Clio Logo
Van Cortlandt Upper Manor House , so named to distinguish it from the family's manor house in Croton, is located on Oregon Road in the town of Van Cortlandville. The prominent Van Cortlandt family acquired the land in 1683 as a land grant. The home, built in 1773 by Pierre Van Cortlandt, served as refuge for the family during the American Revolution when their Lower Manor House, also known as Van Cortlandt Manor, lay in Neutral Ground. General George Washington was a guest in the home on numerous occasions. Since 1850, it has had several owners and additions added to its facade. The building is now used as offices.

Van Cortlandt Upper Manor House

Van Cortlandt Upper Manor House

The Upper Manor House belonged to the Van Cortlandt family, who were granted a land patent and owned what is now much of northern Westchester County. Their property consisted of more than 86,000 acres, and "extended from Hudson River east to the present Connecticut line from the Croton River north to the Putnam-Westchester County."1. The house was built or remodeled in 1773 by Pierre Van Cortlandt. Pierre was descended from the first lord of the manor, Stephenus Van Cortlandt. The Manor of Van Cortlandt was acquired from the Indians and others by Stephenus in 1683 and confirmed to him by royal charter granted on June 17, 1697. 

“Records indicate that a smaller building stood on the site in 1756, which may have been enlarged to the size of the house’s southern section in 1773.1 The house served as refuge for the family when they left the Lower Manor house during the American Revolution. Their Lower Manor House was vulnerable to attack as it was in the Neutral Ground. During the war, General George Washington stayed in the house with his aids on several occasions in 1776 through 1778.3 Pierre moved to Fishkill while the house was occupied by his daughter, Cornelia and her husband, Gerard Beekman. Pierre returned after the war, and lived there until he returned to his home in Croton. His son, Pierre Jr., occupied the house until his death in 1848.2

This building combines the two architectural components of the Gothic Revival and Italianate. The historically significant portion of the home is the southern section of the building, which was altered by the Van Cortlandts in the 18th century. Its exterior consists of a five-bay, two and one-half story brick house and directly behind it is a northern two and a half story wing constructed in the 1920s; This addition consisted of wood framing and stucco. Within the main home there are surviving period elements like the large unaltered floor plan, a principle staircase with simple wood balusters and railing, three marble fireplaces, door and window openings and the intact basement and attic spaces.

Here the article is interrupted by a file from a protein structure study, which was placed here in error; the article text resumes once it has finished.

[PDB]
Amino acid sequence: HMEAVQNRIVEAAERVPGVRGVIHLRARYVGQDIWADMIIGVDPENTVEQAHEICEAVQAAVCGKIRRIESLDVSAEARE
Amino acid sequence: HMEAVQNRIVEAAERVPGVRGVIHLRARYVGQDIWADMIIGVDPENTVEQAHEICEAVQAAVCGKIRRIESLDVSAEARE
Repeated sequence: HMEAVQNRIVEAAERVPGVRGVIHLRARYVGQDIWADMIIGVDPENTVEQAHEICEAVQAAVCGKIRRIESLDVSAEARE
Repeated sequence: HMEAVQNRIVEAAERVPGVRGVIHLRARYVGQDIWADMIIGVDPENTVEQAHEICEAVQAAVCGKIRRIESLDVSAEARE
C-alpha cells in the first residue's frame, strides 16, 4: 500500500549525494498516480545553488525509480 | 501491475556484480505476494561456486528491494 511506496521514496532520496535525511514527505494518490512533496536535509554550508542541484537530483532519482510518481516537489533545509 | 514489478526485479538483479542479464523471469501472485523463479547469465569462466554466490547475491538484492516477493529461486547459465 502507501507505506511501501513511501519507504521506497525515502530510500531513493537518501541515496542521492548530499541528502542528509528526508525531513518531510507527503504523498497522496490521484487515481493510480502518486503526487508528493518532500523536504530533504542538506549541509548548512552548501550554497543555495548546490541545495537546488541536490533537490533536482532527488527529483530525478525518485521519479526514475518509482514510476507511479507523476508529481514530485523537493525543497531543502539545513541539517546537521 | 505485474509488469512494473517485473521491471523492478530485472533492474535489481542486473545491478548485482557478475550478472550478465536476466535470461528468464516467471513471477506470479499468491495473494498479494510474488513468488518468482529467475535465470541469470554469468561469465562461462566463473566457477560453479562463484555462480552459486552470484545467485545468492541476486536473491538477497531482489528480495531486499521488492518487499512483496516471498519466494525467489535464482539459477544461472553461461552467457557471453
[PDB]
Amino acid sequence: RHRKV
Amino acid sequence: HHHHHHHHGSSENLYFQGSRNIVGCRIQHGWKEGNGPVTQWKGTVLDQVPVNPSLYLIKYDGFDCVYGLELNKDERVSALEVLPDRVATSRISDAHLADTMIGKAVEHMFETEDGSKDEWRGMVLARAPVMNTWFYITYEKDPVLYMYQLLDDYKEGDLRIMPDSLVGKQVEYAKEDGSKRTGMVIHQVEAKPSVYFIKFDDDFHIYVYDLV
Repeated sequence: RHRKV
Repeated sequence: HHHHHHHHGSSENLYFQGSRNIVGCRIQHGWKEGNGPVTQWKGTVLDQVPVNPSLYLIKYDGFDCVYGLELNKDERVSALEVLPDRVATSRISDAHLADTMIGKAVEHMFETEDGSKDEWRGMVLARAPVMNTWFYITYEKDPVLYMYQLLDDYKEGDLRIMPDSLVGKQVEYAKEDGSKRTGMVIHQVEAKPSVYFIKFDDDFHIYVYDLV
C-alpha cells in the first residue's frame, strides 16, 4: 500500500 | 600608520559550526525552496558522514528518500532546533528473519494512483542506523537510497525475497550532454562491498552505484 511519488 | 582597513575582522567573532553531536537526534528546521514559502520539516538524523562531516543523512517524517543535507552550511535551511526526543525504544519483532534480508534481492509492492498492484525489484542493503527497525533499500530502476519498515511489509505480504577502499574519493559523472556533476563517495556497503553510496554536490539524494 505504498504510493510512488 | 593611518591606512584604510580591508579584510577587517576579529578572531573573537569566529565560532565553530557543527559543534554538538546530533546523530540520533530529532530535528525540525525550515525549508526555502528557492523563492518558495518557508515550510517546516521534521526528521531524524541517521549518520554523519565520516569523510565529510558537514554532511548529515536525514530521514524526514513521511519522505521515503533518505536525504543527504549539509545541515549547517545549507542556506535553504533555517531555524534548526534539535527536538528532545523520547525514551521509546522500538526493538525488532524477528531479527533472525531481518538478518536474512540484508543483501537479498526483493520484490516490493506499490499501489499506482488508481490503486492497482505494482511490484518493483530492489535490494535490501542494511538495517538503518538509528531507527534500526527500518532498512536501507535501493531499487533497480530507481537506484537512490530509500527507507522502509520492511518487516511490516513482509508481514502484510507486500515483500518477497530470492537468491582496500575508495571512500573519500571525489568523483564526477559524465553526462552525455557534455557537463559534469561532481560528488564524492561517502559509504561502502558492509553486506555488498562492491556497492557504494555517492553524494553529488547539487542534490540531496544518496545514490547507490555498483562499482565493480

After Pierre Jr.'s death, the brick house was purchased in 1850 by James Robertson of New York City. It was used by his family as a country home and they remodeled it, adding a service wing. The exterior was painted in contrasting colors to accentuate its decorative trim, transforming the old Colonial manor house into a Romantic villa. Upon Mr. Robertson's death in 1889, the building was acquired by the Sisterhood of St. Mary and using as a nursing home. In the 1940s it was sold and became the Cortlandt Nursing Home. After a new nursing home was built, the home was given to the town of Cortlandt, and used as Town Hall. Today, it has been remodeled and serves as offices. 2

The building still retains noteworthy period features. It was added to the National Register in 1981.

(1) O'Brien, Austin. Van Cortlandt Upper Manor House. National Register for Historic Sites. Published April 2nd 1981.

 (2) Williams, Gray. Picturing Our Past: National Register Sites in Westchester County. Elmsford, New York. Westchester County Historical Society, 2003.

(3) Naylor, Colin. Washington Slept in Peekskill. The Westchester Historian. September 1st 1975.

Image Sources(Click to expand)

Williams, Gray. Picturing Our Past: National Register Sites in Westchester County. Elmsford, New York. Westchester County Historical Society, 2003.